From James, first bishop of Jerusalem, to this Judah, Bishop of Jerusalem, the bishops who had succeeded to the See of Jerusalem were of the circumcision (59). In the thirteenth year of the reign of Antoninus Marcus was made bishop of Jerusalem. He held the office for eight years and died. In the twenty-first year of his reign Cassianus was made bishop of Jerusalem. He held the office for five years and died.
19. Antoninus Caesar died. After him reigned Marcus, called Aurelius Caesar and also called Antoninus swrs (60). He reigned for nineteen years and died. He procured for the Christians great misfortunes and long affliction. Many Christians found martyrdom in his day. There was, in his day, severe famine, drought and pestilence. For two years no rain fell and the king and the people of his kingdom were about to die by famine and pestilence. Therefore he asked the Christians to invoke their Lord so there would be rain. The Christians then lifted up imploring voices to their Lord: God made a lot of water rain on them, and the pestilence and drought disappeared (61).
20. At the time of this king the sage Meghitiyūs lived in Greece (62). In the second year of his reign Eleuterius was made patriarch of Rome (63). He held the seat for fifteen years and died. In the seventeenth year of his reign Victor was made patriarch of Rome (64). He held the office for ten years and died. In the fifth year of his reign Julian was made patriarch of Alexandria (65). He held the office for ten years and died. In the fifteenth year of his reign Demetrius was made patriarch of Alexandria (66). He held the office for forty years and died. He was the first patriarch to ordain bishops in the province of Egypt. In the fifteenth year of his reign Maximus was made patriarch of Antioch. He held the seat for nine years and died. In the fourth year of his reign Eusebius was made bishop of Jerusalem (67). He held the seat for two years and died. In the sixth year of his reign Būliyūs was made patriarch (sic!) of Jerusalem (68). He held the office for five years and died. In the eleventh year of his reign Maximus was made bishop of Jerusalem. He held the office for four years and died. In the fifteenth year of his reign Julian was made bishop of Jerusalem. He held the seat for two years and died. In the seventeenth year of his reign Gaius was made bishop of Jerusalem (69). He held the office for three years and died.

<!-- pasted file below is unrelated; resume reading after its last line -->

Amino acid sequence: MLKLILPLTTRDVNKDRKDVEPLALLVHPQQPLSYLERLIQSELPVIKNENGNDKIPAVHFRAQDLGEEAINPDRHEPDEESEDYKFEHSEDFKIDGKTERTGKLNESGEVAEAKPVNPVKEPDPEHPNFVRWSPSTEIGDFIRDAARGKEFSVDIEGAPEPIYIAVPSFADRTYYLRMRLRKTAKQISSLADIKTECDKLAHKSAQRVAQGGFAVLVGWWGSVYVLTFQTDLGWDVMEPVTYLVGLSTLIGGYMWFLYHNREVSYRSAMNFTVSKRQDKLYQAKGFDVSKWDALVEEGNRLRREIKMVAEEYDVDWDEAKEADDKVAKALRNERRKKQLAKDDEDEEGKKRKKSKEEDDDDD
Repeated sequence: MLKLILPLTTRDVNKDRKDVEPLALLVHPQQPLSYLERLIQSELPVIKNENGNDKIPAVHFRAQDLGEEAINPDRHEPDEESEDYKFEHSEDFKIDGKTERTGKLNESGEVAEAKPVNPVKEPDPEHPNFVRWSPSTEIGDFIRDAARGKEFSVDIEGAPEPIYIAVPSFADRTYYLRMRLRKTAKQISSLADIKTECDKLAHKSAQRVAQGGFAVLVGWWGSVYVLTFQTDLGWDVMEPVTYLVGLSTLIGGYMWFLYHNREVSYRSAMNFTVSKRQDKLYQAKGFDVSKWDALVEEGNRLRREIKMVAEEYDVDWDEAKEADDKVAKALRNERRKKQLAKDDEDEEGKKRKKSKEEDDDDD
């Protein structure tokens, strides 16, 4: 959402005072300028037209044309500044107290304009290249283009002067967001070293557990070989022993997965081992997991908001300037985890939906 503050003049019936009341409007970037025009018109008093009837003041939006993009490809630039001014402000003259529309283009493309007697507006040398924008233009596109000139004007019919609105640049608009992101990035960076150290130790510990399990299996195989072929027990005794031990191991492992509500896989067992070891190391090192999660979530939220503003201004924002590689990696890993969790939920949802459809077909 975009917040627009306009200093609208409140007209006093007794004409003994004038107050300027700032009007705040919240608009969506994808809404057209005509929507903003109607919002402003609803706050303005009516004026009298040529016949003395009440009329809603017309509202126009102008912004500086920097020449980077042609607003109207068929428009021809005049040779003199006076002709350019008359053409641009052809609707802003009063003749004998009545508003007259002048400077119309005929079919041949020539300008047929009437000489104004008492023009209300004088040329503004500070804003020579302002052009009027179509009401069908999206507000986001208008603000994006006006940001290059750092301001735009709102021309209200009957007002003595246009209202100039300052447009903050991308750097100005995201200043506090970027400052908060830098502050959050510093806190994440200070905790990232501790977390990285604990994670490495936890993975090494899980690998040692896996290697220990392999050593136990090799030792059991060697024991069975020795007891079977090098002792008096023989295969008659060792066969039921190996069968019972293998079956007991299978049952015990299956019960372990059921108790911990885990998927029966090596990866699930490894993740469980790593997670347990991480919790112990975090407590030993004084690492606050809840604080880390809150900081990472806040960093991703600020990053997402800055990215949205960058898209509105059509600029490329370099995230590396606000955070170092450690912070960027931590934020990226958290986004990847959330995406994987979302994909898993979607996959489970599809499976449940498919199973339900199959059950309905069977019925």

21. At that time Demetrius, patriarch of Alexandria, wrote to Gaius, bishop of Jerusalem, Maximus, Patriarch of Antioch and Victor, Patriarch of Rome, on the calculation of Easter for the Christians, and on their times of fasting, as well as how to calculate the time starting from the passover of the Jews. He drew up in this regard many writings and letters which established that the Christian Easter is celebrated according to the practice still in use today. This is because the Christians were accustomed, after the ascension into heaven of Christ, our Lord, to celebrate the feast of his Baptism (70) starting from that day to fast for forty days, after which they broke the fast precisely as Christ our Lord had done. For Christ, our Lord, having received baptism in the Jordan, retired to the desert and stayed there, fasting, for the period of forty days. The Christians were accustomed thus to celebrate their Easter in the same period in which fell that of the Jews [the passover]. Those patriarchs settled thus the calculation of Easter, so that the Christians fasted for forty days and broke the fast on Easter Day (71).